The Mortgage Bankers Association (MBA) believes residential originations will fall to just $1.28 trillion in 2010 -- a 33% decline from last year and the industry's worst year since 2000.
In early December, the trade group had forecast loan production of $1.5 trillion but lowered its estimate Tuesday morning. (According to National Mortgage News, the industry funded $1.9 trillion in 2009.)
The MBA now believes 30-year FRMs will average 5.8% this year and recent increases in rates have already "choked off" refinancings. Refis will fall to $166 billion in the first quarter compared to $363 billion in 4Q. However, home sales will see a steady improvement.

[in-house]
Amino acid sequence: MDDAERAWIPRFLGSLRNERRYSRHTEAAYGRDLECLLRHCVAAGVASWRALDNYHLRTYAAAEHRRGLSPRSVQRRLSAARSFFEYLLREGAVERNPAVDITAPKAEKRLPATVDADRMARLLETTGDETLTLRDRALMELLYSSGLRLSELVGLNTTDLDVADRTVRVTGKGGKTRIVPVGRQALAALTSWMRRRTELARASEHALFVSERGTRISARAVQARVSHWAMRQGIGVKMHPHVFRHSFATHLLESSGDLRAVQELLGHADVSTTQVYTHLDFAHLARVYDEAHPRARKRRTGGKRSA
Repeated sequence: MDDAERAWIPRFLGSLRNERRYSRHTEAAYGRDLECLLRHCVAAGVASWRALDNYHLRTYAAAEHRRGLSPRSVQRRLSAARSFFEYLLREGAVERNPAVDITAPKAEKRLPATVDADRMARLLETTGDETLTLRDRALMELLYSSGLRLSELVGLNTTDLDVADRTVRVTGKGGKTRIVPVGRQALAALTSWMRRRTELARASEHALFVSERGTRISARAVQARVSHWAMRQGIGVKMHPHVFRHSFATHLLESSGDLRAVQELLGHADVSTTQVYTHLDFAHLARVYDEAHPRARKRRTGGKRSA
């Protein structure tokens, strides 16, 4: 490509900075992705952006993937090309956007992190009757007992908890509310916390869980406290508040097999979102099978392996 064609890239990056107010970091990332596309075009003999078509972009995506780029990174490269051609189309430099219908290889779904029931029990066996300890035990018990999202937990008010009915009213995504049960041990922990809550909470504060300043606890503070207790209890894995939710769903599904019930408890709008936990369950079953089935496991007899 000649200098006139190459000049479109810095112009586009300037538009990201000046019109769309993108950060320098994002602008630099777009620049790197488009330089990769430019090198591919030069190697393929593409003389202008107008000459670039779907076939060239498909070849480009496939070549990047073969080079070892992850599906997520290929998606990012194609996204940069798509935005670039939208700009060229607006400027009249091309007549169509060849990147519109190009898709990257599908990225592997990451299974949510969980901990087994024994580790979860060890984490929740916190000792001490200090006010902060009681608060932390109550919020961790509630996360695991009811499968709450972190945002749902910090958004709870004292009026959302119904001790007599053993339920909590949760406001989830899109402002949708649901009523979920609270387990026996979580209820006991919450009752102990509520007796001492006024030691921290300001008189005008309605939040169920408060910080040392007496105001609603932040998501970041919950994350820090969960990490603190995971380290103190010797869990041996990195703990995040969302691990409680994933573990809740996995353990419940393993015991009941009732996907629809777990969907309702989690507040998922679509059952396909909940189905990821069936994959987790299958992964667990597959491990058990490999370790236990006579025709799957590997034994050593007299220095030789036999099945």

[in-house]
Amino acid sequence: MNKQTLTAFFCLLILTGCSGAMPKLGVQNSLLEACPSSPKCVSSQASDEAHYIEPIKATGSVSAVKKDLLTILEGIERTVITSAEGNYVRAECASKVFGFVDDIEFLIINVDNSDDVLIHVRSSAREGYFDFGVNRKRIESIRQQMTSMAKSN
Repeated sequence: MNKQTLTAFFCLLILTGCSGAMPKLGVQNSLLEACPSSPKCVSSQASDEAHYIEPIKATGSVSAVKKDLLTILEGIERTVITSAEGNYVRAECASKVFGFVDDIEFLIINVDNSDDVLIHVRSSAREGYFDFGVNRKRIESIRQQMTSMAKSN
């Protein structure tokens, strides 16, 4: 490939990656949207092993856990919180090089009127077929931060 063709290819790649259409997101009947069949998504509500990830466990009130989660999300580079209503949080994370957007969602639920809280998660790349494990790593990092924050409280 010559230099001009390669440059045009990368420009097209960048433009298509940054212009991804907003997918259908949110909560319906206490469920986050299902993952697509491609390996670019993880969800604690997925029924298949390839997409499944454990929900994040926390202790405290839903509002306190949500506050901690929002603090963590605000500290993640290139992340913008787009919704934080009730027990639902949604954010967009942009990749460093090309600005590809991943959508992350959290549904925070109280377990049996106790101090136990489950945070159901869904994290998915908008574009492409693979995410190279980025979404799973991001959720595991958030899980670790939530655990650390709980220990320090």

"We do expect purchase originations in 2010 to be about 5% higher than in 2009," MBA chief economist Jay Brinkmann told reporters.
A few months back, veteran mortgage analyst David Olson of Access Research said some large lenders were bracing for just $1 trillion in production for 2010.
Despite the poor outlook on originations, many mortgage lenders are continuing to earn strong profits (thanks to the wide yield curve). The profit picture also improved, in part, because of a lack of competition. In 2000, mortgage bankers funded just over $1 trillion in new loans.